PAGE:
News and Updates from the IRS
January 11, 2022
WASHINGTON — The IRS urges taxpayers to check into their options to avoid being subject to estimated tax penalties, and late pay penalties which apply when someone underpays their taxes. Taxpayers who paid too little tax during 2021 can still avoid a surprise tax-time bill and possible penalty by making a quarterly estimated tax payment now, directly to the Internal Revenue Service. The deadline for making a payment for the fourth quarter of 2021 is Tuesday, January 18, 2022.
Income taxes are pay-as-you-gone. This means that taxpayers need to pay most of their tax during the year as income is earned or received.
There are two ways to do this:
Withholding from paychecks, pension payments and some government payments, such as Social Security benefits or unemployment compensation. Most people pay their tax this way.
Making quarterly estimated tax payments throughout the year to the IRS. Self-employed people and investors, among others, often pay tax this way.
Either payment method--withholding or estimated tax payments--or a combination of the two, can help avoid a surprise tax bill at tax time and the accompanying penalty that often applies.
If a taxpayer failed to make required quarterly estimated tax payments earlier in the year, making a payment soon to cover these missed payments will usually lessen and may even eliminate any possible penalty. Because the penalty calculation considers the date on which the payment or payments were made, even making a payment now, rather than waiting until the April filing deadline, often helps.
CAUTION: Waiting to pay taxes LATE will cost you more. The IRS will assess late pay penalties in addition to estimated tax penalties. The IRS will charge interest on taxes paid late.
Who needs to make a payment?
People who owed tax when they filed their 2020 tax return may find themselves in the same situation again when they file for 2021. This will likely be true, especially if they failed to take action to avoid another shortfall by increasing their withholding during 2021.
People in this situation often include those who itemized in the past but are now taking the standard deduction, two wage-earner households, employees with non-wage sources of income and those with complex tax situations.
In addition, families who received advance payments of the Child Tax Credit during 2021 but don't expect to qualify for the credit when they file their 2021 return, may need to make an estimated tax payment.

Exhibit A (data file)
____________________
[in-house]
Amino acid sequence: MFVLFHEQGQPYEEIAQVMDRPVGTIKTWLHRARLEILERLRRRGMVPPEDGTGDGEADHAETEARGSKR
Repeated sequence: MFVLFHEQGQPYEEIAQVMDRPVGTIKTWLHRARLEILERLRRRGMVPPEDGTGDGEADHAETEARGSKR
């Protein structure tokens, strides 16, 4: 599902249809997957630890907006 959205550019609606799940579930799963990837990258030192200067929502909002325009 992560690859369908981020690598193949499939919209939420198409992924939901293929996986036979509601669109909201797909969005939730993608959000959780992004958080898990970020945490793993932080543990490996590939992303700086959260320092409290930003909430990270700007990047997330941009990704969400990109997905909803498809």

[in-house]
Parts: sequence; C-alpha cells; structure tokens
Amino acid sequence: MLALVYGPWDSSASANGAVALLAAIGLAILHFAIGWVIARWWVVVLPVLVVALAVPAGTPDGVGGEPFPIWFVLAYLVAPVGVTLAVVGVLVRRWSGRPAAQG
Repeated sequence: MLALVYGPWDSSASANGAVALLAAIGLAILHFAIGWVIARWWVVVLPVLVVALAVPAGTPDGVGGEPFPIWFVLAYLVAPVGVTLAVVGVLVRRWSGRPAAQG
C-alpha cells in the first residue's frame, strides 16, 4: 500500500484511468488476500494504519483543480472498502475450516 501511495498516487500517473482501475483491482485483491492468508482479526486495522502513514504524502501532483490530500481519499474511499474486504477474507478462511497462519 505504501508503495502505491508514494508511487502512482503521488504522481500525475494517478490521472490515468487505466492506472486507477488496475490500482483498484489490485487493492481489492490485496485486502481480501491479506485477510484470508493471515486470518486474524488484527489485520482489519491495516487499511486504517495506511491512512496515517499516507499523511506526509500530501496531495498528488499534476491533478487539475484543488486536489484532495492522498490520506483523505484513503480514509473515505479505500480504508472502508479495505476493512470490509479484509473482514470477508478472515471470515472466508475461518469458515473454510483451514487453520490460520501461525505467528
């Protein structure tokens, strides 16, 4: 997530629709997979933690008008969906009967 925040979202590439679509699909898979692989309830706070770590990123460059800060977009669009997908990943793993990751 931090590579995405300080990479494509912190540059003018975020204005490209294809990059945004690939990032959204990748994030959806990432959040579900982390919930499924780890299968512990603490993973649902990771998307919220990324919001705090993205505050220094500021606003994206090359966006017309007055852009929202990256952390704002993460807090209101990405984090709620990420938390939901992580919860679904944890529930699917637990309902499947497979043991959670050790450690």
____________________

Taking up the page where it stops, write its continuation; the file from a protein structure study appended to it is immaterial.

Additional points to consider:
Income from all sources is taxable. Besides wages, interest and other investment income, which also includes income related to virtual currencies, refund interest and income from the gig economy are taxable.
Unemployment compensation is fully taxable in 2021. The American Rescue Plan Act of 2021 allowed an exclusion of unemployment compensation of up to $10,200 for 2020 only. Often, this means that an estimated tax payment should be made, especially if no federal income tax was withheld from these payments. If you filed your 2020 tax return before March 11, 2021 before this change became law please check your tax return since the law is retroactively applied to 2020. If you received unemployment compensation in 2020 and did not take the exclusion the IRS guidance is not to file an amended tax return. The IRS will provide guidance in the near future.
Various financial transactions, especially late in the year, can often have an unexpected tax impact. Examples include year-end and holiday bonuses, stock dividends, capital gain distributions from mutual funds, and stocks, bonds, virtual currency, real estate or other property sold at a profit.
The Tax Withholding Estimator, is available on IRS.gov, can often help people determine if they need to make an estimated tax payment.
Alternatively, taxpayers can use the worksheet included with estimated tax Form 1040-ES, also available on IRS.gov. In addition, Publication 505, Tax Withholding and Estimated Tax, has additional details, including worksheets and examples, that can be especially helpful to those who have dividend or capital gain income, owe alternative minimum tax or self-employment tax, or have other special situations.
How to make an estimated tax payment:
The fastest and easiest way to make an estimated tax payment is to do so electronically using IRS Direct Pay. Taxpayers can schedule a payment in advance for the January deadline.
Taxpayers can now also make a payment through their IRS Online Account. There they can see their payment history, any pending or recent payments and other useful tax information.
The IRS does not charge a fee for these services. Plus, using these or other electronic payment options ensures that a payment gets credited promptly.
Planning ahead: Though it's too early to file a 2021 return, it's never too early to get ready for the tax-filing season ahead. For more tips and resources, check out the Get Ready page on IRS.gov.